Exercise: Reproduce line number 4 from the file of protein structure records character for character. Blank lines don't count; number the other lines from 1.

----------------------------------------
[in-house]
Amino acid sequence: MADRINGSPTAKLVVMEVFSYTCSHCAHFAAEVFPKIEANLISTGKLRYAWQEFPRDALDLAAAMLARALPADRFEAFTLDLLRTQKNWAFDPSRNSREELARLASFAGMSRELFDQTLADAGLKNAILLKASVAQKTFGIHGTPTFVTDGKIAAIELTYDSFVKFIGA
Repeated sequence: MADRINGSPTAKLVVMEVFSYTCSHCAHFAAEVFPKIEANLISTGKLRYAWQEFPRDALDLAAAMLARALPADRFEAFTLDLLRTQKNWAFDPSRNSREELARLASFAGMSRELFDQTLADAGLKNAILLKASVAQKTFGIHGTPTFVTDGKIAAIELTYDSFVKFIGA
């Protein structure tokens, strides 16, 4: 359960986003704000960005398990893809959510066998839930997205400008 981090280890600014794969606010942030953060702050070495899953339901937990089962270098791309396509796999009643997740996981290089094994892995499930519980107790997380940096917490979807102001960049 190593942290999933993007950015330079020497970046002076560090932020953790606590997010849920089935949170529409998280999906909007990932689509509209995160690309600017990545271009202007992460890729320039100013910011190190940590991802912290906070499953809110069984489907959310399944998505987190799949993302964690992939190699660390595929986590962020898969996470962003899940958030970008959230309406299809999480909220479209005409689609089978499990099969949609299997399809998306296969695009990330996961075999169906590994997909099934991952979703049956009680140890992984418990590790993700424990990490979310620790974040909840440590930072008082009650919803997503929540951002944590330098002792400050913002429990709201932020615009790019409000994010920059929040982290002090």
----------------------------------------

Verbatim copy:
């Protein structure tokens, strides 16, 4: 359960986003704000960005398990893809959510066998839930997205400008 981090280890600014794969606010942030953060702050070495899953339901937990089962270098791309396509796999009643997740996981290089094994892995499930519980107790997380940096917490979807102001960049 190593942290999933993007950015330079020497970046002076560090932020953790606590997010849920089935949170529409998280999906909007990932689509509209995160690309600017990545271009202007992460890729320039100013910011190190940590991802912290906070499953809110069984489907959310399944998505987190799949993302964690992939190699660390595929986590962020898969996470962003899940958030970008959230309406299809999480909220479209005409689609089978499990099969949609299997399809998306296969695009990330996961075999169906590994997909099934991952979703049956009680140890992984418990590790993700424990990490979310620790974040909840440590930072008082009650919803997503929540951002944590330098002792400050913002429990709201932020615009790019409000994010920059929040982290002090």